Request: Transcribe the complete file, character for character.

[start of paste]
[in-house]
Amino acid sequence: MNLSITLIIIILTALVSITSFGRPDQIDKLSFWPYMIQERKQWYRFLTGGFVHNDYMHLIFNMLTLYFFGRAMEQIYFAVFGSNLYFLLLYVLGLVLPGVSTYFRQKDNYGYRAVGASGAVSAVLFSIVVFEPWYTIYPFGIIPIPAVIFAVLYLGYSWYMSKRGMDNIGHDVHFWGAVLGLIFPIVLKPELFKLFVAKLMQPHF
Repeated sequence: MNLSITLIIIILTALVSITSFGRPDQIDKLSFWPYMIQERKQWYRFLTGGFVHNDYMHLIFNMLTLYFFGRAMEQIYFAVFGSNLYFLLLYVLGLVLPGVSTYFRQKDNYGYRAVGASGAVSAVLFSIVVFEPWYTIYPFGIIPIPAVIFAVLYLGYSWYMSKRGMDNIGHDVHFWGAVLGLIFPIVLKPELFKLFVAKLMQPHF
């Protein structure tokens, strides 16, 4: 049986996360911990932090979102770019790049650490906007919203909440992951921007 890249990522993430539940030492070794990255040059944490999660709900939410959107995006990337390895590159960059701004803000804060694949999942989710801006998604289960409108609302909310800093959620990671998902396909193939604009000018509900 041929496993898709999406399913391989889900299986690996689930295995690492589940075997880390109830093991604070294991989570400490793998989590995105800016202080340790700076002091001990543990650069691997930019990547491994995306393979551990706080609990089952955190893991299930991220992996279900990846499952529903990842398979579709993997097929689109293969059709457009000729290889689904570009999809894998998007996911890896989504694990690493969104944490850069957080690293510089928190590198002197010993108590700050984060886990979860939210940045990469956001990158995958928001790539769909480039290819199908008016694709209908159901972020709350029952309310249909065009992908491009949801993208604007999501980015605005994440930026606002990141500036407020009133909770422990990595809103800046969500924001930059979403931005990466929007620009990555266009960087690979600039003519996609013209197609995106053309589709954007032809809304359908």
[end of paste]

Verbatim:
[in-house]
Amino acid sequence: MNLSITLIIIILTALVSITSFGRPDQIDKLSFWPYMIQERKQWYRFLTGGFVHNDYMHLIFNMLTLYFFGRAMEQIYFAVFGSNLYFLLLYVLGLVLPGVSTYFRQKDNYGYRAVGASGAVSAVLFSIVVFEPWYTIYPFGIIPIPAVIFAVLYLGYSWYMSKRGMDNIGHDVHFWGAVLGLIFPIVLKPELFKLFVAKLMQPHF
Repeated sequence: MNLSITLIIIILTALVSITSFGRPDQIDKLSFWPYMIQERKQWYRFLTGGFVHNDYMHLIFNMLTLYFFGRAMEQIYFAVFGSNLYFLLLYVLGLVLPGVSTYFRQKDNYGYRAVGASGAVSAVLFSIVVFEPWYTIYPFGIIPIPAVIFAVLYLGYSWYMSKRGMDNIGHDVHFWGAVLGLIFPIVLKPELFKLFVAKLMQPHF
């Protein structure tokens, strides 16, 4: 049986996360911990932090979102770019790049650490906007919203909440992951921007 890249990522993430539940030492070794990255040059944490999660709900939410959107995006990337390895590159960059701004803000804060694949999942989710801006998604289960409108609302909310800093959620990671998902396909193939604009000018509900 041929496993898709999406399913391989889900299986690996689930295995690492589940075997880390109830093991604070294991989570400490793998989590995105800016202080340790700076002091001990543990650069691997930019990547491994995306393979551990706080609990089952955190893991299930991220992996279900990846499952529903990842398979579709993997097929689109293969059709457009000729290889689904570009999809894998998007996911890896989504694990690493969104944490850069957080690293510089928190590198002197010993108590700050984060886990979860939210940045990469956001990158995958928001790539769909480039290819199908008016694709209908159901972020709350029952309310249909065009992908491009949801993208604007999501980015605005994440930026606002990141500036407020009133909770422990990595809103800046969500924001930059979403931005990466929007620009990555266009960087690979600039003519996609013209197609995106053309589709954007032809809304359908």